If you have not heard of The Family Fang, I do not blame you! This film seemed to pass too quietly for how good it is. Thankfully, it is on DVD, and ready for you to buy on July 5. The reason I recommend this film is not because it is funny and has some of the best performances from Nicole Kidman and Jason Bateman; though it is all those things. I recommend this film because it proves something we all know: we can grow older without growing up.
Christopher Walken and Maryann Plunkett are Caleb and and Camille Fang. Two kooky and charismatic parents that, to an outsider, are lovable and fun, but to their children, Annie Fang (Nicole Kidman) and Baxter Fang (Jason Bateman), they are emotional drains. There penchant for flashy, public hoaxes have caused embarrassment, anxiety, and depression with their children. Unfortunately, they carry these darkened sentiments into their adulthood. For however, Annie and Baxter exclaim or think ” I am not a child anymore”, their sense of lostness and self-destruction comes from their inner child trying to accept that it never had a parent. Thus, beyond the laughs is an actual tackling of a difficult reality: some people should not be parents.
We all have our childhood scars, but Annie and Baxter’s need emergency surgery. They were placed in positions where not only did they have to raise themselves, but they had to raise their parents, as well. There are moments when Caleb and Camille are so brazenly cold and callous with their children’s physical health and emotions, you want to enter the film to remove them. It reminds you of the hefty power parents have over their children as their guides and protectors; they really can destroy the self-esteem of their child with their choices. As the public performances grow wilder, they also grow darker for the Annie and Baxter as children trying to build an identity beyond being plot points or set pieces for their parents “art”, which is a “flighty “word when in relation to the elder Fangs. Caleb Fang excuses damaging his children as inevitable for all parents, but what he fails to realize is that healing them is not impossible. Its understandable why the young Fangs have a difficult time embracing and wanting to aid in the search of their disappeared parents because they do not have said connection or perception.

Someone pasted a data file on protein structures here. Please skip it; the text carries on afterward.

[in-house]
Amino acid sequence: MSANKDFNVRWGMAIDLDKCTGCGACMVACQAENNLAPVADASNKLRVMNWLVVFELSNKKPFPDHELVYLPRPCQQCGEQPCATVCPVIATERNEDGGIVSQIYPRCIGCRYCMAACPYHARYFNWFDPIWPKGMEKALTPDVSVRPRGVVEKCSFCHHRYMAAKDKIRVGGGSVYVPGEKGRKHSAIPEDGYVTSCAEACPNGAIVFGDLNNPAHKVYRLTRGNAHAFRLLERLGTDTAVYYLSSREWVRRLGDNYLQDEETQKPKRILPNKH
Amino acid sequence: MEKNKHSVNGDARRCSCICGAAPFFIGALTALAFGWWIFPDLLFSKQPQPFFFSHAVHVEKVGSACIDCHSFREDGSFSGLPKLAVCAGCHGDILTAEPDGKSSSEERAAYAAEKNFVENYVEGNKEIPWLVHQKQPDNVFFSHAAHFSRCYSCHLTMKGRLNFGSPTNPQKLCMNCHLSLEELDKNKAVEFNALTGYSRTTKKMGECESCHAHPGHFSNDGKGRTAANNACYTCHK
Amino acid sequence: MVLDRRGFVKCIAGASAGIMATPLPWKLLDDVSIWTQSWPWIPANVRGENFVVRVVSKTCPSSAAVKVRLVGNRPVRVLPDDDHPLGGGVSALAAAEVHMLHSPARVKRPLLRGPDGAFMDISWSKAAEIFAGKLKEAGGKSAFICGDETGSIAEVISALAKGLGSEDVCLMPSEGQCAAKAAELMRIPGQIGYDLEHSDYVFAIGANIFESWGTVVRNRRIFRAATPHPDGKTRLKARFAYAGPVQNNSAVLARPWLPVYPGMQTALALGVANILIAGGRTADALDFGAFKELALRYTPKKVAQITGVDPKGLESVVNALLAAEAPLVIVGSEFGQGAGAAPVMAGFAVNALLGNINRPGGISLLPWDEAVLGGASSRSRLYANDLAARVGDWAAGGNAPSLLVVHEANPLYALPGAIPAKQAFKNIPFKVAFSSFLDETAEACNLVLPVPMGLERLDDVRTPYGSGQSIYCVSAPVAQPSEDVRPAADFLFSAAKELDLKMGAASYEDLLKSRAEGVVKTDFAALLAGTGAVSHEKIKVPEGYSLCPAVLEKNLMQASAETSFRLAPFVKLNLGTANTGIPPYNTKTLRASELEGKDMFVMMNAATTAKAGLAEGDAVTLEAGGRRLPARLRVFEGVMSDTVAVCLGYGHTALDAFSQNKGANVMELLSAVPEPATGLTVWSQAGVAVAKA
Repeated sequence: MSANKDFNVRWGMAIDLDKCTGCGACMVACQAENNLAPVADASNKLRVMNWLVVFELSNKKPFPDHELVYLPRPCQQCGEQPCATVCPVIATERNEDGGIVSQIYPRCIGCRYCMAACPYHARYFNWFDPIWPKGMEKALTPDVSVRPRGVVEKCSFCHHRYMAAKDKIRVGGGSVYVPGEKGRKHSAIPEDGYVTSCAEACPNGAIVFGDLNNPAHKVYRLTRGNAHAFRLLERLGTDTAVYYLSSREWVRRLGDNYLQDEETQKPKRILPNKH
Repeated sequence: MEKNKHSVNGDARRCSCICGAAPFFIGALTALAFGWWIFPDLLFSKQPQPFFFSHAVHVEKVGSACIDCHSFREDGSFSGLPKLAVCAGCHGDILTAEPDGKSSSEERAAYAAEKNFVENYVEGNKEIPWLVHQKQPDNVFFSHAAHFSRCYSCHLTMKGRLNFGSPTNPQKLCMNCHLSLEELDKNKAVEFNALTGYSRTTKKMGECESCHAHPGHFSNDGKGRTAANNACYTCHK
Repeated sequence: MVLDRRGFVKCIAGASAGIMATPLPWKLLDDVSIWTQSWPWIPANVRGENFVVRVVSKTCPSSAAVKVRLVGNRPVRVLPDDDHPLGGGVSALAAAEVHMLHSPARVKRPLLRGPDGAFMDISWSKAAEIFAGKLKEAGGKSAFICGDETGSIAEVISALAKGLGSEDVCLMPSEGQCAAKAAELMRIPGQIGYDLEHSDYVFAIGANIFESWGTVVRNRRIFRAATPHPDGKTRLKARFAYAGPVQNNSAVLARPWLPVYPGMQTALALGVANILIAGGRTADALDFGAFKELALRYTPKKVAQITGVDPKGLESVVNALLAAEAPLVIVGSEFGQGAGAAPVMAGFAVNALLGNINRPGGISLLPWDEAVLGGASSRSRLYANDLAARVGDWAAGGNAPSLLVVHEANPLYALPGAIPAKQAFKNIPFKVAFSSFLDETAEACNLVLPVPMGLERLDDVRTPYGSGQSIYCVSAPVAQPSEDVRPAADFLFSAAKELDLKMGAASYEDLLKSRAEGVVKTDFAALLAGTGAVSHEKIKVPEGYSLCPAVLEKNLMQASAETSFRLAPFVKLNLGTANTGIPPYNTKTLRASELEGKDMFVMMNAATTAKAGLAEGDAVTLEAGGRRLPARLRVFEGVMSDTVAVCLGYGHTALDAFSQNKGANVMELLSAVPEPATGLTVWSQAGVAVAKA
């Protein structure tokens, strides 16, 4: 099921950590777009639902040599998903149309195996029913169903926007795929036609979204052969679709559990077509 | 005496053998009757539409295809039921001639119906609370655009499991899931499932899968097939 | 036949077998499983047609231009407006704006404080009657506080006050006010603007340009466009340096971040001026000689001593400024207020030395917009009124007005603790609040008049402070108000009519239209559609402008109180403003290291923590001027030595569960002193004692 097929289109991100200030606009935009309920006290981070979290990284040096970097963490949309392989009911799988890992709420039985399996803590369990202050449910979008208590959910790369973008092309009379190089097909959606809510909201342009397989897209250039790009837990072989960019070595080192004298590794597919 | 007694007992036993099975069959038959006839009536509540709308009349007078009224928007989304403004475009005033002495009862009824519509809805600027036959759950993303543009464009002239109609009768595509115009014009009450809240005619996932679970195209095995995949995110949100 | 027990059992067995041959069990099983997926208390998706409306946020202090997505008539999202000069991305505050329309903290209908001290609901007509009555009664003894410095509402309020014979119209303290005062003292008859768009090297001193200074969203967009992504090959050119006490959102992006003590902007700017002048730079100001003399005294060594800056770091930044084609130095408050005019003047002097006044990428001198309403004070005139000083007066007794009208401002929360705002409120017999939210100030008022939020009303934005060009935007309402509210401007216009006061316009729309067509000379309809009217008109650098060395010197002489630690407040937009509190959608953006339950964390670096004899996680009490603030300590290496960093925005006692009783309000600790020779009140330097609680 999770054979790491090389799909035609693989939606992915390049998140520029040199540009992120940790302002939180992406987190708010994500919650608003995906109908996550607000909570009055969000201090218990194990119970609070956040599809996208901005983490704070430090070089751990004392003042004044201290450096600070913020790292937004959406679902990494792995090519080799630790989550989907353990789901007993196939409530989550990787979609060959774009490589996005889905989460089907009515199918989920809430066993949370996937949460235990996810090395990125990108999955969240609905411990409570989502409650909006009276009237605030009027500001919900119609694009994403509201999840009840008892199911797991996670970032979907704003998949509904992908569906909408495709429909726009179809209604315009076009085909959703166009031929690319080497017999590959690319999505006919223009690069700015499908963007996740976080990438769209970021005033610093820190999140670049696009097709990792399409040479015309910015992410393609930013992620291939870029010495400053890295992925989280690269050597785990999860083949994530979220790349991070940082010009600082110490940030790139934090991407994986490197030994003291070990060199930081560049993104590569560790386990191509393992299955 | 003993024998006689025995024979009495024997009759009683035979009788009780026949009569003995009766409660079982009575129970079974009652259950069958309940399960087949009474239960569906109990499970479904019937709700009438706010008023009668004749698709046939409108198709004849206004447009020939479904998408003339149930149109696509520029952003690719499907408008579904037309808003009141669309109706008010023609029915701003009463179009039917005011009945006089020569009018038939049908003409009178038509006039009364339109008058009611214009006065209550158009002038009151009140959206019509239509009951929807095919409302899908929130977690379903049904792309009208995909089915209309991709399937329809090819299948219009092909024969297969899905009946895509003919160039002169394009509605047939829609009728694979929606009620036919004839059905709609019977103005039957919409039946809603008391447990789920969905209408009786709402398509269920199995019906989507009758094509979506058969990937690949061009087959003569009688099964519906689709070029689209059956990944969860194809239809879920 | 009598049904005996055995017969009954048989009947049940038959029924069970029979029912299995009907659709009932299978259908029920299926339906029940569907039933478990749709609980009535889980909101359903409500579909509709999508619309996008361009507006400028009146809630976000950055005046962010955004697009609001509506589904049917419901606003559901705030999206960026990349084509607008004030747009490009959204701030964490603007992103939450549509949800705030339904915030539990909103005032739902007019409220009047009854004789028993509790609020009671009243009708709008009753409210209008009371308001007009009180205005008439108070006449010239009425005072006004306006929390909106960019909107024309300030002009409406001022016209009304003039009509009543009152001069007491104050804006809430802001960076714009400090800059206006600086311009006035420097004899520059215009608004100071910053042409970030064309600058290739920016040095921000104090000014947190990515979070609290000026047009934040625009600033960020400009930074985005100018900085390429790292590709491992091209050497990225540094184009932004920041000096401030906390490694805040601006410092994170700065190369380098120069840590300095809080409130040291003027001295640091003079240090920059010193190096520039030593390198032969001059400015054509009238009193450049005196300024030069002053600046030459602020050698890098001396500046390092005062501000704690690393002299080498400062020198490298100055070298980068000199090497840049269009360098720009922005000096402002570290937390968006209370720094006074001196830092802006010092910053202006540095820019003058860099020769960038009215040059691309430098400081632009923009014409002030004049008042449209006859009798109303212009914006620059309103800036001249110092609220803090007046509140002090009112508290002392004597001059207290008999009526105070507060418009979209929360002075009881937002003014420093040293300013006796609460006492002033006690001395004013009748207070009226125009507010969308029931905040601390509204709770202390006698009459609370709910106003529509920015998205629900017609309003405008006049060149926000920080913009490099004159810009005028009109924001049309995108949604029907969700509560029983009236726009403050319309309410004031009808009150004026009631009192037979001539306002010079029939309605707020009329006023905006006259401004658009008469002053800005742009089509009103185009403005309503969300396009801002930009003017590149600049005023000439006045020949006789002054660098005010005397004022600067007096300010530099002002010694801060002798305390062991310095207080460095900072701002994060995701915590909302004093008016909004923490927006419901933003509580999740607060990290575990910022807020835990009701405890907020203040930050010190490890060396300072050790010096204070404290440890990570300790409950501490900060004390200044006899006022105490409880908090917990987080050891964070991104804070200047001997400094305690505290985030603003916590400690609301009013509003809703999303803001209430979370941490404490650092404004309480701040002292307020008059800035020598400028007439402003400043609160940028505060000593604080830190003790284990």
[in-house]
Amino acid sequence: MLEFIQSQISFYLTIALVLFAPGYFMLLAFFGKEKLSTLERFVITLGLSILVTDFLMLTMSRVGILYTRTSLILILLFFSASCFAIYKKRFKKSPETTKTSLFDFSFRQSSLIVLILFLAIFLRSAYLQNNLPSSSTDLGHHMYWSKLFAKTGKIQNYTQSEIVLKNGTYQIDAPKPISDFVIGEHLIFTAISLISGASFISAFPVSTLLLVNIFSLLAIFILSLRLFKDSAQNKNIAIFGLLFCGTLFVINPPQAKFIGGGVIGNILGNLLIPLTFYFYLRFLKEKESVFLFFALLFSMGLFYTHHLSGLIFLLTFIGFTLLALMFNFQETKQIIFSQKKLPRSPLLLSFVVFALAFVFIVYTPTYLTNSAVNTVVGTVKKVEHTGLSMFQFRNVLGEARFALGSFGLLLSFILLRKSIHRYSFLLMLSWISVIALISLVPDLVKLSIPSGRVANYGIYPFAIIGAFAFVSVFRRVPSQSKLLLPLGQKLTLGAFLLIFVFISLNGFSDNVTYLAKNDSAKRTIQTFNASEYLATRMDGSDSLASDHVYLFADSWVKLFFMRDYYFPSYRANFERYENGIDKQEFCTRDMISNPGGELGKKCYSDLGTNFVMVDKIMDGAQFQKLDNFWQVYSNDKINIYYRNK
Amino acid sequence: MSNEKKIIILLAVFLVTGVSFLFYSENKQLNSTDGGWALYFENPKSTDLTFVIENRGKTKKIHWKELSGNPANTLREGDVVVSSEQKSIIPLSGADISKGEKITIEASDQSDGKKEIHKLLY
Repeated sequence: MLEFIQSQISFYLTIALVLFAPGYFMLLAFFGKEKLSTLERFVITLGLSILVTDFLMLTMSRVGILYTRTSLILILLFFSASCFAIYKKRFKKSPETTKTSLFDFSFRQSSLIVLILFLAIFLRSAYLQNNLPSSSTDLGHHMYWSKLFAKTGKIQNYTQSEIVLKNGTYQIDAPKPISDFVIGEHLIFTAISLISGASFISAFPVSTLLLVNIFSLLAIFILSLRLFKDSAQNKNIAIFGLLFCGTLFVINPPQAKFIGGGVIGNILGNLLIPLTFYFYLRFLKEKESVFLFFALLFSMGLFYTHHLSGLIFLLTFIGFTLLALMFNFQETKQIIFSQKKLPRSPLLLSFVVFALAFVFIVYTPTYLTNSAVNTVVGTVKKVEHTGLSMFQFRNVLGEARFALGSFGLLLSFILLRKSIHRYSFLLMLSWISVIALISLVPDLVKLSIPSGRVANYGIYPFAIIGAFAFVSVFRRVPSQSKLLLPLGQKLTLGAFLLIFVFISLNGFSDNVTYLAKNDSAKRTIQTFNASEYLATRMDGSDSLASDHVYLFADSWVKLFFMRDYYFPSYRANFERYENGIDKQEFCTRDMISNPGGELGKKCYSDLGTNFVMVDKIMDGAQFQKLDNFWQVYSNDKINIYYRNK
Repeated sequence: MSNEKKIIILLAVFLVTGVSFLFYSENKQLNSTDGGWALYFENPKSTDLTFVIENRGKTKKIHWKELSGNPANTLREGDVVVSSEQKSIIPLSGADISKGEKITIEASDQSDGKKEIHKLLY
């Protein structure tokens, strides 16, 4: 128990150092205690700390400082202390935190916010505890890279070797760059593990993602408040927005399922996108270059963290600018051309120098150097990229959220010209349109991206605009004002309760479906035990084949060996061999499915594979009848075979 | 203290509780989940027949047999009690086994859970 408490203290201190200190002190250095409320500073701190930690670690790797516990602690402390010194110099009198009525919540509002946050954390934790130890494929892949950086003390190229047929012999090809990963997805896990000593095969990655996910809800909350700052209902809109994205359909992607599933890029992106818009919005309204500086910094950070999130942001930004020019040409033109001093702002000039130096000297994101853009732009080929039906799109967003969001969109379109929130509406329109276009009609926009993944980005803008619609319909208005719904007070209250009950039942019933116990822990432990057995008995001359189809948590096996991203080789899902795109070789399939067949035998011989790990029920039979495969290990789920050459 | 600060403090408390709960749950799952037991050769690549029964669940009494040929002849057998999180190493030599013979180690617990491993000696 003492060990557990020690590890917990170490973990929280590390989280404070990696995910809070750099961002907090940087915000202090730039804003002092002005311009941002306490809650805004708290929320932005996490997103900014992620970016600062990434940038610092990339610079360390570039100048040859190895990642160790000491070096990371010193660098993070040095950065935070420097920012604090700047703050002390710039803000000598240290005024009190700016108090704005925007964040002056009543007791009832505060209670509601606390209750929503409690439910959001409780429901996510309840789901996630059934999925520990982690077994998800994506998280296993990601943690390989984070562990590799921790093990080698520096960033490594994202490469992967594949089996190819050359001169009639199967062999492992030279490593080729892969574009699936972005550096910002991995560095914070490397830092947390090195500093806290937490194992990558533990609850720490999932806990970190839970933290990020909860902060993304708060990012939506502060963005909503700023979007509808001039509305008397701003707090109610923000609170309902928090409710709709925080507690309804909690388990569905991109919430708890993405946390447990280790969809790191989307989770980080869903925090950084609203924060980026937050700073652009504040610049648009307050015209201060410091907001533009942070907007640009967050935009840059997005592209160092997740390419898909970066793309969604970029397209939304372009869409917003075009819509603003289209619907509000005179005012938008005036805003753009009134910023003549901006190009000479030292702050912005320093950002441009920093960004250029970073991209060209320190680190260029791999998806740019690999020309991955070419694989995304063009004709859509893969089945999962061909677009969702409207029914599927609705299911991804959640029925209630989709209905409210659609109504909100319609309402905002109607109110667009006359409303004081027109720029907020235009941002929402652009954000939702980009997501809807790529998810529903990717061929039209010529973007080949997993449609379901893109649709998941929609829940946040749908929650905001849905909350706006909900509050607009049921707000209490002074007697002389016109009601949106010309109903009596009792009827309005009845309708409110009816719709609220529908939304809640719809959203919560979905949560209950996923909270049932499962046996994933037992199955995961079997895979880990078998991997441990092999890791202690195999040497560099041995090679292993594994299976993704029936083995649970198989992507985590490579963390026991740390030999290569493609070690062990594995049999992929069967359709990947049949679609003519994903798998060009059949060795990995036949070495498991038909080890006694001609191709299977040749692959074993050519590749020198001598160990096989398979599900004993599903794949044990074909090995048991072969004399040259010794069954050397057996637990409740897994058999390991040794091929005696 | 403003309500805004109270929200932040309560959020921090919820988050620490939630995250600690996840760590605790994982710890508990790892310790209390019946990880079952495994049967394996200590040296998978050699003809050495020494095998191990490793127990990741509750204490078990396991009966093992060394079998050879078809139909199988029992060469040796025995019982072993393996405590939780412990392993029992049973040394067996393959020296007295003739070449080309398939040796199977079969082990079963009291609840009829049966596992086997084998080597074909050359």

Nicole Kidman is phenomenal and heartbreaking as Annie Fang. She is so raw in her representation of self-healing and the difficulties that lie with moving on from not having a parent. Sure, your mom and dad could be “there” right in front of you, but if they are not spiritually present, you might as well ask a wall for emotional advice. Thus, Annie Fang exemplifies how, inside, you will always have that inner child clamoring to be loved and counseled by their meant guides (parents). Yet, as her and Baxter journey to find their “missing parents”, they discover that the first step to healing is accepting that you have wounds.
I really loved The Family Fang. Jason Bateman directed this film based on the equally witty and similarly titled Kevin Wilson novel. This is Bateman’s second tackling of the director seat, and, like Bad Words, he has aimed to humorously/tragically target the dysfunction of family. The DVD contains audio commentary by Bateman, which is always exciting for fellow movie-lovers that enjoy hearing the passion and mindset of a director’s creative choices. Luckily, Bateman is an articulate, funny guy, which makes his commentary particularly relishable. The Family Fang comes out on DVD on July 5, and is Starz Digital Media production.